San Francisco, CA, May 23, 2007 -- Asthmatx, Inc., a medical device company that has developed a catheter-based procedure for the treatment of asthma, announced today that positive results from the Research in Severe Asthma (RISA) Trial were reported today at the annual scientific assembly of the American Thoracic Society (ATS) by Neil Thomson, MD, Professor of Respiratory Medicine, University of Glasgow, Glasgow, Scotland. Clinically and statistically significant improvements in pulmonary function, asthma control, and quality of life, as well as a reduction in use of rescue medications, were observed following the bronchial thermoplasty procedure in patients with severe asthma. Bronchial Thermoplasty is an innovative non-drug treatment for asthma under clinical investigation in the United States.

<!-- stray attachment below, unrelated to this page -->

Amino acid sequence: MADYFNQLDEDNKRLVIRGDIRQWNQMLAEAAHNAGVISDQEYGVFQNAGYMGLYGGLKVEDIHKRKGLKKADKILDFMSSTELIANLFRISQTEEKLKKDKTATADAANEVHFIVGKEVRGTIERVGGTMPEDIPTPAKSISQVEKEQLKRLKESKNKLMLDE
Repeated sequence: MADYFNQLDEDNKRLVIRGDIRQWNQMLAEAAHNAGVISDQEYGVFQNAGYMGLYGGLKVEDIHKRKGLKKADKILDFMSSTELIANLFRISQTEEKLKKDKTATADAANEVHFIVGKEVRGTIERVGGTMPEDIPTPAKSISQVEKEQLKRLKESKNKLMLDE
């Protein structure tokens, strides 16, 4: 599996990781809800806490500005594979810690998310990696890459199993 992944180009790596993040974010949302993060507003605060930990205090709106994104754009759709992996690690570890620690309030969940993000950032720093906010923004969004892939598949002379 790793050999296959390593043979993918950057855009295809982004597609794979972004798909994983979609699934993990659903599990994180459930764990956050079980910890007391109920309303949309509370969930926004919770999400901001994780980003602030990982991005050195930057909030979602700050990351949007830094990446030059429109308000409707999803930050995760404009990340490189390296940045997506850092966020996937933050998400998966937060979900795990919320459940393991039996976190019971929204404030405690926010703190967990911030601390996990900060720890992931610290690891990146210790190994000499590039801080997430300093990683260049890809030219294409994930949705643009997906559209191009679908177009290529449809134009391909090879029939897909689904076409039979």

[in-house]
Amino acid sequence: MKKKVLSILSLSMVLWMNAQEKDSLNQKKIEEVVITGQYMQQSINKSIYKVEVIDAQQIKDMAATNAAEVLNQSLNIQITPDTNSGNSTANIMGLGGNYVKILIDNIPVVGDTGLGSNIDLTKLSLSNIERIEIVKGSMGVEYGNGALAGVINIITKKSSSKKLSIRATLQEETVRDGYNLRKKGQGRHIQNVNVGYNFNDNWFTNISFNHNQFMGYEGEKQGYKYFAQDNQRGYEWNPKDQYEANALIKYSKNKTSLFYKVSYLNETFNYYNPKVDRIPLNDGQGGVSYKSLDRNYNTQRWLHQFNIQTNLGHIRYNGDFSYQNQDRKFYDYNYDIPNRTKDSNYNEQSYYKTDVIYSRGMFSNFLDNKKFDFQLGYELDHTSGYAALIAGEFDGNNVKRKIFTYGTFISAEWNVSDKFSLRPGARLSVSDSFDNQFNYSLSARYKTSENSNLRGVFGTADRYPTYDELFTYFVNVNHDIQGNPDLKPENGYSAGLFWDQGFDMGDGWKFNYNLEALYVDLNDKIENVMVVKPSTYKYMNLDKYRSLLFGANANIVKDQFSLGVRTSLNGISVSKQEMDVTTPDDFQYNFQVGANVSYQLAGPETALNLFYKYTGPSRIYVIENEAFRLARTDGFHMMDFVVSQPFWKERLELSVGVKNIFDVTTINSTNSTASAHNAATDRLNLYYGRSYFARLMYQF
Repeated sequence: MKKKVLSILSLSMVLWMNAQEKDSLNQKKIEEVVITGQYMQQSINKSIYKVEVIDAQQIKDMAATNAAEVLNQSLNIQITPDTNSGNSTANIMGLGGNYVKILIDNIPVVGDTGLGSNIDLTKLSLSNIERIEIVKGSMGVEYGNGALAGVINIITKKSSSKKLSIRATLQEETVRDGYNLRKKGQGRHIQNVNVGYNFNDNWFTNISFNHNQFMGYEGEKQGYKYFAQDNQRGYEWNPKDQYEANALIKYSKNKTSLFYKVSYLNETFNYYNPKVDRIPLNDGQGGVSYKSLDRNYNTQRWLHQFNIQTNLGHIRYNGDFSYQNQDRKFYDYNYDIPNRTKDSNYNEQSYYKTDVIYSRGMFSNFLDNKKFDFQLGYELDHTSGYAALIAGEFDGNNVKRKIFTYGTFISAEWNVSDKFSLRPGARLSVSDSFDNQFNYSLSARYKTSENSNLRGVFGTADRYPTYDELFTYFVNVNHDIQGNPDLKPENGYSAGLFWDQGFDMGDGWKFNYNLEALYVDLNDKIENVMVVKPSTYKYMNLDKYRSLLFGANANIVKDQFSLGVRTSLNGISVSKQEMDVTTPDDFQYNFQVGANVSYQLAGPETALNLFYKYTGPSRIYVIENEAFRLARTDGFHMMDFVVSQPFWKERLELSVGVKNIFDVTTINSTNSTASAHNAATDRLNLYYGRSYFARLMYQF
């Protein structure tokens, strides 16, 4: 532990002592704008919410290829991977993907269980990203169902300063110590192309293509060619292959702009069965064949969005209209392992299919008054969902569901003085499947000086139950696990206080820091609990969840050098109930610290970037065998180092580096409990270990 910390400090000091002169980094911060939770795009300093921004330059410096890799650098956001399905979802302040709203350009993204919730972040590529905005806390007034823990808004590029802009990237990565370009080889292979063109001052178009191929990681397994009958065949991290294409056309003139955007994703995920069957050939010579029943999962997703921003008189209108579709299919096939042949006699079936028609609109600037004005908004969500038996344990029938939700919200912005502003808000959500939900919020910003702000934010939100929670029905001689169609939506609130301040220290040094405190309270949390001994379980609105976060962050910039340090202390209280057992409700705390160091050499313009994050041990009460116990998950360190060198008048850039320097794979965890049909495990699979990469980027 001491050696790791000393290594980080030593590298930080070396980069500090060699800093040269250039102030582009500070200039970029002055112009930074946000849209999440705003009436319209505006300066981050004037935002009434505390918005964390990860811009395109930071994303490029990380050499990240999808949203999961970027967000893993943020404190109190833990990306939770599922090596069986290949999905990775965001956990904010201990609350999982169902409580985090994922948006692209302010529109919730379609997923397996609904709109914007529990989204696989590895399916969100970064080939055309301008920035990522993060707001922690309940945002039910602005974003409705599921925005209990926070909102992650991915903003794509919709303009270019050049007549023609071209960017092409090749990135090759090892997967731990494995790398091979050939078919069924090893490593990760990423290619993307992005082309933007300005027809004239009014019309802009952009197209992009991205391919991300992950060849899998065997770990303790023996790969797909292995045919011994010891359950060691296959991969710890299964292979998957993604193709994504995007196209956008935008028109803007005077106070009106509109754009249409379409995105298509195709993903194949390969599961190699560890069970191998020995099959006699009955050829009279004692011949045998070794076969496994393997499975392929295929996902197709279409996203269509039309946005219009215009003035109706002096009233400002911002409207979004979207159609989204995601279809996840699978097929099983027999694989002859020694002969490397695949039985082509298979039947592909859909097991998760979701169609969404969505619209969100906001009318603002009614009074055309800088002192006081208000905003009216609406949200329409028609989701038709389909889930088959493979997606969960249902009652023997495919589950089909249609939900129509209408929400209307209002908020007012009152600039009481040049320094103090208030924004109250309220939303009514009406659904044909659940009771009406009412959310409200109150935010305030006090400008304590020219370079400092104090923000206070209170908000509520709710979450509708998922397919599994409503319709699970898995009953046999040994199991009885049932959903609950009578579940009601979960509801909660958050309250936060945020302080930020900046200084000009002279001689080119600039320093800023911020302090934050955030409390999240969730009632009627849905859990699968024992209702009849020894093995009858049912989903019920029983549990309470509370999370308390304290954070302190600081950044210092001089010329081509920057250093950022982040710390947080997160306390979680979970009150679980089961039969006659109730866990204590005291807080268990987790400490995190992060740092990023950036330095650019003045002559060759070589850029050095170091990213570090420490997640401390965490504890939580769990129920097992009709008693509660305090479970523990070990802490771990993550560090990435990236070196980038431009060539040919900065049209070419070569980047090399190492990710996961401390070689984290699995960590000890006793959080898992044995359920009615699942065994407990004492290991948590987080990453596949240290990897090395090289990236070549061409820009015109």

The RISA Trial was conducted at a total of eight hospitals, in three countries, and evaluated the safety and efficacy of bronchial thermoplasty in 32 adult subjects with severe persistent asthma who remained symptomatic despite taking regular asthma medications. Compared to patients who received only standard asthma medications, patients who received the bronchial thermoplasty procedure and standard medications showed clinically and statistically significant improvements in pulmonary function, quality of life, and asthma control, and used less rescue medication nearly 6 months following the procedure. One year following the treatment, 50% of bronchial thermoplasty treated patients were able to wean completely off oral corticosteroids (OCS), compared to 14% of patients who did not receive the treatment. Further, a greater overall reduction in OCS dose was observed at 52 weeks in the bronchial thermoplasty treated patients compared with those that did not receive treatment at 52 weeks, although this difference didnt reach statistical significance. The study was not powered to show statistical significance in medication changes.